“Three goose specials, one vegetarian meal,” Vincenzo Berenyi calls out as he fastens a note with the order and the customer’s name to an empty delivery box. Berenyi is the owner of the Kurpfalz-Weinstuben restaurant in Berlin’s Charlottenburg district. Today he is preparing 130 orders to be picked up later in the day.
These are orders for a three-course seasonal meal, which customers would normally be served in the restaurant, elaborately decorated. This year it all comes wrapped in plastic containers.
Vincenzo Berenyi (r) and his team are preparing 130 goose specials to take out
The Weinstuben prides itself on its cozy atmosphere — but all coziness has evaporated since the beginning of November. The heavy wooden tables have been pushed to one side, chairs standing upon them. They have made way for dozens of delivery crates. “In the springtime we already had to close for two months. That’s when we first started to offer take-out meals,” Berenyi recalls.
After about an hour everything has been packaged. Each box contains precise descriptions for reheating the food. “Read carefully!” says a note in red print. Berenyi wants to make sure that the meal tastes just as delicious at home as it does in the restaurant — he hopes his customers will have fond memories of his establishment. “There are 8,000 restaurants and bars in Berlin. It’s very easy to be forgotten quickly,” Berenyi explains.
He charges €29.90 ($35) for the goose special. “That’s a fair price,” he says; you have to take the preparation time into account. “Now is not the time to make a lot of money,” he says. “Our main objective is to stay afloat, be able to pay all our staff, so they can survive too.”
The staff in the Kurpfalz Weinstuben is happy to be able to work and have an income throughout the pandemic
Berenyi has six permanent employees and six helpers who are paid by the hour. He has registered all his employees for Germany’s “Kurzarbeit” scheme — a government support program dating back to the early 20th century that allows companies facing economic distress to reduce employees’ working hours instead of firing them. The government then pays 60 percent of the workers’ salaries, to partly make up for the reduced wages.
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The take-out scheme doesn’t yield much, but Berenyi says it provides welcome additional income on top of the government subsidies. The finance and economics ministries have earmarked €10 billion to help ailing businesses. Small enterprises are to receive 75% of what they made in November 2019; larger companies 70%. Other subsidies, like the payments to workers under the short-term scheme, are deducted. The money is intended to cover ongoing expenses such as rent or utilities.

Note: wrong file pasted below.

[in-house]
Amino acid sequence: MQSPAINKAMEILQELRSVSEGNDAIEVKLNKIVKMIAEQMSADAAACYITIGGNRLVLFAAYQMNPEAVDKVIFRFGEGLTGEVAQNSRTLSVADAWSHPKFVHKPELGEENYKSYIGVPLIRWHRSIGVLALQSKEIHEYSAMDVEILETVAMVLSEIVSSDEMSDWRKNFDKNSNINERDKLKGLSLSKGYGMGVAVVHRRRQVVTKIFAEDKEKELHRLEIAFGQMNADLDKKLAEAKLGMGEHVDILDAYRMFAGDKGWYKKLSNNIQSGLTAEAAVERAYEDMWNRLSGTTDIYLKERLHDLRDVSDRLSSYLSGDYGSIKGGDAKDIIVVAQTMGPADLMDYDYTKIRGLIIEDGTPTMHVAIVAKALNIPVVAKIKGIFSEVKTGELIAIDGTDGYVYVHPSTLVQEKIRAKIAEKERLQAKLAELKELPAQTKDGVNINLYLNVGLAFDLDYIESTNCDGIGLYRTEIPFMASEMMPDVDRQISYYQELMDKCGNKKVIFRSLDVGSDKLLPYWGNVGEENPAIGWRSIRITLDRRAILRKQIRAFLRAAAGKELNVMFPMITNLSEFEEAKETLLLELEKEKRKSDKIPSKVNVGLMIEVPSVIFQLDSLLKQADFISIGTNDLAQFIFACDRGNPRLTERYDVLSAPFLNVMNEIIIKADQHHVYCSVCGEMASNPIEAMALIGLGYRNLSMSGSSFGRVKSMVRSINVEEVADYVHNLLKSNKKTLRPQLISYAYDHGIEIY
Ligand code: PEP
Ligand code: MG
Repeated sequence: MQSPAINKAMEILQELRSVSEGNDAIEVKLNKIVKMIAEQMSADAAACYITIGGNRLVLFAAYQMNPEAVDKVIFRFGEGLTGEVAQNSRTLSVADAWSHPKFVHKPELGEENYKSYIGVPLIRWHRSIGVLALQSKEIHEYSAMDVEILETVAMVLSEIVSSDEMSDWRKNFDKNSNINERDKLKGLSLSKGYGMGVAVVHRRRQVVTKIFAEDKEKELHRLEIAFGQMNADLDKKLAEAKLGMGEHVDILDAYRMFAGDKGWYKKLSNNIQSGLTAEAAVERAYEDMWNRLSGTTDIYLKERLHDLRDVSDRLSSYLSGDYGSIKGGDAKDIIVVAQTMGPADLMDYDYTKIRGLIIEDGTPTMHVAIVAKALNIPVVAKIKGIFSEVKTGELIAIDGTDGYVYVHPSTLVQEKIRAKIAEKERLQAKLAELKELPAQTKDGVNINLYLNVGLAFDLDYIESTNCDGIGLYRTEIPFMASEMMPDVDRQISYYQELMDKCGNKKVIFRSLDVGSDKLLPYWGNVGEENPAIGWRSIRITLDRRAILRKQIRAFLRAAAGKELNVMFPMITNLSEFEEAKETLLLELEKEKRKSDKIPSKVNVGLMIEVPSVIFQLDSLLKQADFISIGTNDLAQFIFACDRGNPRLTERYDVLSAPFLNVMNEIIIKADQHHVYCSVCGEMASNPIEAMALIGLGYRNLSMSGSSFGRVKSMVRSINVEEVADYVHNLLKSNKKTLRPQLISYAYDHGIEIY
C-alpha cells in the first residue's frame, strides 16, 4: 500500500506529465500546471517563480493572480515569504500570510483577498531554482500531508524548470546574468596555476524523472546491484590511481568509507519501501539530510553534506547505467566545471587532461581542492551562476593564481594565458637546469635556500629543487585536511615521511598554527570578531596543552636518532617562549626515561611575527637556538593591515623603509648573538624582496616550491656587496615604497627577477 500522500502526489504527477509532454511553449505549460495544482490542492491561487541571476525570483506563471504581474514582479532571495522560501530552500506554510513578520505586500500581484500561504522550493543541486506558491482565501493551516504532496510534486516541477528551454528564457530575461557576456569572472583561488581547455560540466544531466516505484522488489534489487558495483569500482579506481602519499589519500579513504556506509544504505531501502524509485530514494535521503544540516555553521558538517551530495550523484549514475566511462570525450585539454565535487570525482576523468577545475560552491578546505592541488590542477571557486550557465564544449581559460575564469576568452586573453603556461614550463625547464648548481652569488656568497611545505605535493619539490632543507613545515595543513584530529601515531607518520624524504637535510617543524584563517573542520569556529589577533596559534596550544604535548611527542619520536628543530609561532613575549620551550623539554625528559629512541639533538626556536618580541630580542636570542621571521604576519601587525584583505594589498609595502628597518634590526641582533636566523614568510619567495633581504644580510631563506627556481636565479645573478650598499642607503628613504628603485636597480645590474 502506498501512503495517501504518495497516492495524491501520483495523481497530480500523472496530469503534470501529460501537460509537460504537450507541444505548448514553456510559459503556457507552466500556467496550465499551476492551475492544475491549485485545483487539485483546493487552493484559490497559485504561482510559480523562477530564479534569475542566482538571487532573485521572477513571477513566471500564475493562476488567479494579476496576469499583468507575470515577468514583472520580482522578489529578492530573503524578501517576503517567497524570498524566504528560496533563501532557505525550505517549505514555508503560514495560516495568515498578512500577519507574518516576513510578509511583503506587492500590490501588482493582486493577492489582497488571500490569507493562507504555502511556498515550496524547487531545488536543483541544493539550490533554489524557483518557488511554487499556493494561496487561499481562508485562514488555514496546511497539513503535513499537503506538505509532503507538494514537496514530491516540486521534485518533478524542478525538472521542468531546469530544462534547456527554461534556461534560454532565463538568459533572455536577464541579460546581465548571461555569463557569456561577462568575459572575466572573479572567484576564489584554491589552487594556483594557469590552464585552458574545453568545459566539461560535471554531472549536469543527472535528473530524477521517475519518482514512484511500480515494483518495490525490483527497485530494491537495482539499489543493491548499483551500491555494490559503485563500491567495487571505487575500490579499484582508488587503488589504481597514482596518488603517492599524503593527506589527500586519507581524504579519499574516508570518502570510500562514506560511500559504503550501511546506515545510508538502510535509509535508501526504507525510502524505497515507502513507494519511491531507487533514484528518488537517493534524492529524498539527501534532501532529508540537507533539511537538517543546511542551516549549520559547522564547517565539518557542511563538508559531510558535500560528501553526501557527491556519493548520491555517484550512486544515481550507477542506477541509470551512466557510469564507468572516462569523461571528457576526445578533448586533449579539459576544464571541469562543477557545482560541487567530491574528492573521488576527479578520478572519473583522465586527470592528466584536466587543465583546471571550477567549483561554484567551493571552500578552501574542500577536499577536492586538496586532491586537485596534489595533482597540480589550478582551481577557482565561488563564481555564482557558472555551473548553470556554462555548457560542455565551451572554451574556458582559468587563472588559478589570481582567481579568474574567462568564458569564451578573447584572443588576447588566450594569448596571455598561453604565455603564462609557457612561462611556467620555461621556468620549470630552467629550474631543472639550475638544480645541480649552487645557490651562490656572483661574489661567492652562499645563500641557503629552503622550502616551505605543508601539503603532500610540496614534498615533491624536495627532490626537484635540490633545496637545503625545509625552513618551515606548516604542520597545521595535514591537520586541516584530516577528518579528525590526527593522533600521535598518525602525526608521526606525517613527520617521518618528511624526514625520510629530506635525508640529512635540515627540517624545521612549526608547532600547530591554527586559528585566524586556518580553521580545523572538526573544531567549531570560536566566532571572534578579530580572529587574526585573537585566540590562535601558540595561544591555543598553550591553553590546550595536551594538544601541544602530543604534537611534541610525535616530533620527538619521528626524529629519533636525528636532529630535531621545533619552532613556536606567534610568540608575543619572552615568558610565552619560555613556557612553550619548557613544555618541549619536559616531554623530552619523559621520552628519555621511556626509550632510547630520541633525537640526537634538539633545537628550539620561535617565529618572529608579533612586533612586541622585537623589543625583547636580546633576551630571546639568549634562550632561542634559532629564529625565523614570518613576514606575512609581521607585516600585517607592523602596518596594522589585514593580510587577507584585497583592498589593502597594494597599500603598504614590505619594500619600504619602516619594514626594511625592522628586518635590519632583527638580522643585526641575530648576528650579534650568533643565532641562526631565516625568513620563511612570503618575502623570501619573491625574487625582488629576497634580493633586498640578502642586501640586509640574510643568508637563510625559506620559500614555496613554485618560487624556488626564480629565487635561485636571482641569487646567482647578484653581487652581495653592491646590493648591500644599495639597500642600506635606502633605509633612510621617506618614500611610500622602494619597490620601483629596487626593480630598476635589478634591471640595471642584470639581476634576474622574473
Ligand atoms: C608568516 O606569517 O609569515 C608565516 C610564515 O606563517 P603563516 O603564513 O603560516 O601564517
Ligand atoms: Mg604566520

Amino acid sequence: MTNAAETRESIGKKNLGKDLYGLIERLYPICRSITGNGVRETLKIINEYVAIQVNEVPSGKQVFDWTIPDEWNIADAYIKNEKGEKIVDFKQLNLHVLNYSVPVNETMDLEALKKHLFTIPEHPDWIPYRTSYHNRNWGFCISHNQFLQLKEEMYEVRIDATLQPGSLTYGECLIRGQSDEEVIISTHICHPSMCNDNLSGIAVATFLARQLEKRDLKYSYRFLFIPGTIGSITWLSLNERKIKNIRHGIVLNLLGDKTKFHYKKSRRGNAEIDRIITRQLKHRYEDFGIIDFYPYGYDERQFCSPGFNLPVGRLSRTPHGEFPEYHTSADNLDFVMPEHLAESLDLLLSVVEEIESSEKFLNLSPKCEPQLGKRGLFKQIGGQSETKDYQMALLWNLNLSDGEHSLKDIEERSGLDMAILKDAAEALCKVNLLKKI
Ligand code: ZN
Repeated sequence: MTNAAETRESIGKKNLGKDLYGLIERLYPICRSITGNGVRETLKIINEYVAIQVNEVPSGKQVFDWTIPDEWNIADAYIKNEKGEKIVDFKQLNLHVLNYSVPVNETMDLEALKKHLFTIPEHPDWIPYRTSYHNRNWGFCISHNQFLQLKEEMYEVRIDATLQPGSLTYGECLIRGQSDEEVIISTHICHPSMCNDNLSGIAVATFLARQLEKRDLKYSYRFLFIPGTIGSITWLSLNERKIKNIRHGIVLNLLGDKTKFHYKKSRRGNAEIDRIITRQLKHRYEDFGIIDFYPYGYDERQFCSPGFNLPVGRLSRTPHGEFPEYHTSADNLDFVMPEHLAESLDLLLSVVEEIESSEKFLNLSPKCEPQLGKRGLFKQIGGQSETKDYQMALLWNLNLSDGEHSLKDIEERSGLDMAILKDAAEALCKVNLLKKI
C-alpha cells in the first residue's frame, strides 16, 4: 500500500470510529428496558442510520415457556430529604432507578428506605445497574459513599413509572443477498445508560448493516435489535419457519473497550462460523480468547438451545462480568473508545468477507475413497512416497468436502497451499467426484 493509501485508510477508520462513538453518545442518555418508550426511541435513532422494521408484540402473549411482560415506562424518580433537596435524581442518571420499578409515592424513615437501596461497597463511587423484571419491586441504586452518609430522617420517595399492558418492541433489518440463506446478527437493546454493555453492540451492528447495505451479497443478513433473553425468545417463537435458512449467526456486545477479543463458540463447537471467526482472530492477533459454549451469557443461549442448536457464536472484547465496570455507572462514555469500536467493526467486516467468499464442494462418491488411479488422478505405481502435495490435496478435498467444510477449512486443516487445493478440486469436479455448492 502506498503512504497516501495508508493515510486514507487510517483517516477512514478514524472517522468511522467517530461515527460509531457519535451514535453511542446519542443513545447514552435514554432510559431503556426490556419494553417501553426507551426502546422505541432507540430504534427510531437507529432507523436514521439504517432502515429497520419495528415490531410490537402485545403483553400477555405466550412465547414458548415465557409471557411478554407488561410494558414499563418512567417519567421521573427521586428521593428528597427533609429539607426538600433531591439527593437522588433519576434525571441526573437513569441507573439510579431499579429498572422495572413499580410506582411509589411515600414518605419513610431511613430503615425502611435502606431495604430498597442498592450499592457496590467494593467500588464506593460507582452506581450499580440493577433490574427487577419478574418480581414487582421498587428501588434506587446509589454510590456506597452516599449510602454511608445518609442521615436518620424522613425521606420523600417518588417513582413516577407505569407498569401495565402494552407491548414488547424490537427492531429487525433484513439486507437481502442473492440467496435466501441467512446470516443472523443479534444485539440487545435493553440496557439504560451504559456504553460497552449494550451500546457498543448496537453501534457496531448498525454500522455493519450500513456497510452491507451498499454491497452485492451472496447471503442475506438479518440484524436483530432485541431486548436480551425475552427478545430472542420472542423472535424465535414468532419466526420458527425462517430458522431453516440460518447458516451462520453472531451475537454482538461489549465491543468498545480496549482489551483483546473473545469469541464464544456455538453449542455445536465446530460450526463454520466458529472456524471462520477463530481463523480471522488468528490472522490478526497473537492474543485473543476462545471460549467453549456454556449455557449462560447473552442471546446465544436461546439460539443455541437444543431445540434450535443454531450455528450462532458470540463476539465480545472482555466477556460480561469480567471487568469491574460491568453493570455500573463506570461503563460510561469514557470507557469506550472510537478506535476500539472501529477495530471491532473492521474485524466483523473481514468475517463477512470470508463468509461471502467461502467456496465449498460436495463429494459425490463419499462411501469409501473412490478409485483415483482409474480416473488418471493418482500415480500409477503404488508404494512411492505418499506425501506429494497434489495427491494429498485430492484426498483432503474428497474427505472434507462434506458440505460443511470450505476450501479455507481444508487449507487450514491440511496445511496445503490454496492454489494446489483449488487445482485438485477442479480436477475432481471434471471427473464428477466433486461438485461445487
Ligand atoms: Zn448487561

While the money has been promised, it has not been possible to submit applications yet — applicants need to wait until the end of November and file them via their tax consultant. Many potential recipients criticize this procedure as complicated and cumbersome. And Berenyi, too, is pessimistic: “I wonder whether I will ever see the money at all,” he says. “Sometimes I think the politicians who come up with these plans for crisis management really don’t know what they are talking about.” The politicians in turn are responding to the dissatisfaction with promises to speed up the payments and start the payouts no later than the end of November.
Most businesses need help urgently. Nine months after the pandemic began they have used up all their savings and have no means to survive another few months without income. The German Hotel and Restaurant Association (DEHOGA) conducted a survey and found that over 70% of businesses in the hospitality industry doubt their ability to survive — and one in six is already at the brink of insolvency.
Restaurant owners in Berlin were quick to suspect that the lockdown would continue well beyond November
While bars and restaurants are struggling, Berlin’s DEHOGA chairman Thomas Lengfelder is even more worried about Berlin’s hotels: Over 90% of their rooms are currently empty. They also have to do without the income they usually make by hosting weddings and other large-scale celebrations. The German capital’s hotel sector has registered a drop in revenue by 75% since the first round of anti-pandemic measures were implemented nine months ago.
This development has an impact on other small businesses, from taxi drivers to laundries that wash sheets, towels, and tablecloths for the big hotels. City centers are all but deserted, leading to knock-on effects for a variety of retailers suffering from a lack of foot traffic.
In Berenyi’s restaurant, the business had already taken a blow before the current “lockdown light.” In October we didn’t even manage to generate 40% of the business we had a year ago,” says Berenyi. “The tourists are missing.” He has also noticed how customers are hesitant about sitting indoors, in closed spaces. That does not bode well for the cold winter months, he fears.
The Christmas season is usually very busy, with all tables booked out almost every night. This year will be different, says Berenyi. Even if it is possible to reopen in December “if we have guests sitting only at four tables or so, we’ll find ourselves wondering how to pay our bills.”
Hotellery representative Thomas Lengfelder opposes any plans to extend the lockdown into 2021. “We want to work,” he says.
Berenyi, however, disagrees and calls on politicians to “leave the restaurants closed throughout December! The customers will stay away anyway!”
This article was translated from German.